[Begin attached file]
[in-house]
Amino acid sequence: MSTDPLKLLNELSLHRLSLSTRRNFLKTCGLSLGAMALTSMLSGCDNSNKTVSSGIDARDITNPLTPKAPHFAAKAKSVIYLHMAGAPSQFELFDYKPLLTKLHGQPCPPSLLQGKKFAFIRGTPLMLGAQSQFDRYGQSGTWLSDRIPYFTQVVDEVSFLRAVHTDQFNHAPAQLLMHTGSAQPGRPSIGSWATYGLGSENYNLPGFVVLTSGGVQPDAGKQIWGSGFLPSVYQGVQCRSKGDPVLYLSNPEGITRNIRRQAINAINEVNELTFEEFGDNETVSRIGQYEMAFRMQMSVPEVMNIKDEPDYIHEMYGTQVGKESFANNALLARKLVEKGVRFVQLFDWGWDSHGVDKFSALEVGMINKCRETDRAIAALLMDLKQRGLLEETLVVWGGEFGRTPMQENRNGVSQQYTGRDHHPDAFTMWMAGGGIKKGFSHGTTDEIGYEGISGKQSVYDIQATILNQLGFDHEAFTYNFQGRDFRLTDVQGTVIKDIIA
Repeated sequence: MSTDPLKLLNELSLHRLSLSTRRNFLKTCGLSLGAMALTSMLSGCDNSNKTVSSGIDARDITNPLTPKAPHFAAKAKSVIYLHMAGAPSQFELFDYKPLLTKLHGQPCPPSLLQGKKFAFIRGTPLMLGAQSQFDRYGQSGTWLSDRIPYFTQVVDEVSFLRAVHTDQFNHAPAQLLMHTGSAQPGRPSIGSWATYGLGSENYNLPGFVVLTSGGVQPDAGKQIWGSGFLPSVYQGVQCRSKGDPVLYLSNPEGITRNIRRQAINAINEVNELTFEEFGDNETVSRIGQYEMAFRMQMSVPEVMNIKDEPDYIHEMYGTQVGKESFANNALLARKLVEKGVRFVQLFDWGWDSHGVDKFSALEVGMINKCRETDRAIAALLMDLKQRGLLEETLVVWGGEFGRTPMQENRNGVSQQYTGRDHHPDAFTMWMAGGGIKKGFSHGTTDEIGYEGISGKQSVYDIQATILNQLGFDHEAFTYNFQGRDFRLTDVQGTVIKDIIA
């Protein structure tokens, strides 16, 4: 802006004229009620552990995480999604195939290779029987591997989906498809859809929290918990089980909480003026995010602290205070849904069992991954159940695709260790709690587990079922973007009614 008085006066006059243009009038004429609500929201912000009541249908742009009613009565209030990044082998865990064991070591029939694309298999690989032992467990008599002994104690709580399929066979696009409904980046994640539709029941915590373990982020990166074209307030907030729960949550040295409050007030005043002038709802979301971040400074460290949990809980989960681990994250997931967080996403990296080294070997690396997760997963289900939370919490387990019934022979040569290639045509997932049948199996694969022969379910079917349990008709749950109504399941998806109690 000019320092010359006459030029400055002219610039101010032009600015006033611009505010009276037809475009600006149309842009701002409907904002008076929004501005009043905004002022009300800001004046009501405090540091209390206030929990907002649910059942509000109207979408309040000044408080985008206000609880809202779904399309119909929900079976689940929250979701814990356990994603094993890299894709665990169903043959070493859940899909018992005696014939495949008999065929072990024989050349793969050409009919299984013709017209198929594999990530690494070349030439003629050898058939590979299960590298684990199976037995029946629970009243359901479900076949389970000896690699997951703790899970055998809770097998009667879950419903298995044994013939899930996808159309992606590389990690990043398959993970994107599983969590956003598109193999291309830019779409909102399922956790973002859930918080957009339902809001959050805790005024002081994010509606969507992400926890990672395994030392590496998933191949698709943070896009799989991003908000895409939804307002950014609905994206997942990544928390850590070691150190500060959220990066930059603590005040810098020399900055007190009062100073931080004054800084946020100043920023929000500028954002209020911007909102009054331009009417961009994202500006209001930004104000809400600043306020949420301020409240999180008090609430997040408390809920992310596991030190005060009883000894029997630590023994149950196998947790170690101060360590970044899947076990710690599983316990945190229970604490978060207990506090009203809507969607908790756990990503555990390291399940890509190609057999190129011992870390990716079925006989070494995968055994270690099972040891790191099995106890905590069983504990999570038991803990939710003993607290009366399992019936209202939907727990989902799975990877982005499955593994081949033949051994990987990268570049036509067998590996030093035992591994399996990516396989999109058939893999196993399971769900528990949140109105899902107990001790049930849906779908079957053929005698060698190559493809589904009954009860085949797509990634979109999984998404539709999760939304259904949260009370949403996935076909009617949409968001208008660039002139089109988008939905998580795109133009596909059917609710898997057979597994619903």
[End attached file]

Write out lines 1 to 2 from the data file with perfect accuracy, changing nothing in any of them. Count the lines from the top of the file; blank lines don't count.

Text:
[in-house]
Amino acid sequence: MSTDPLKLLNELSLHRLSLSTRRNFLKTCGLSLGAMALTSMLSGCDNSNKTVSSGIDARDITNPLTPKAPHFAAKAKSVIYLHMAGAPSQFELFDYKPLLTKLHGQPCPPSLLQGKKFAFIRGTPLMLGAQSQFDRYGQSGTWLSDRIPYFTQVVDEVSFLRAVHTDQFNHAPAQLLMHTGSAQPGRPSIGSWATYGLGSENYNLPGFVVLTSGGVQPDAGKQIWGSGFLPSVYQGVQCRSKGDPVLYLSNPEGITRNIRRQAINAINEVNELTFEEFGDNETVSRIGQYEMAFRMQMSVPEVMNIKDEPDYIHEMYGTQVGKESFANNALLARKLVEKGVRFVQLFDWGWDSHGVDKFSALEVGMINKCRETDRAIAALLMDLKQRGLLEETLVVWGGEFGRTPMQENRNGVSQQYTGRDHHPDAFTMWMAGGGIKKGFSHGTTDEIGYEGISGKQSVYDIQATILNQLGFDHEAFTYNFQGRDFRLTDVQGTVIKDIIA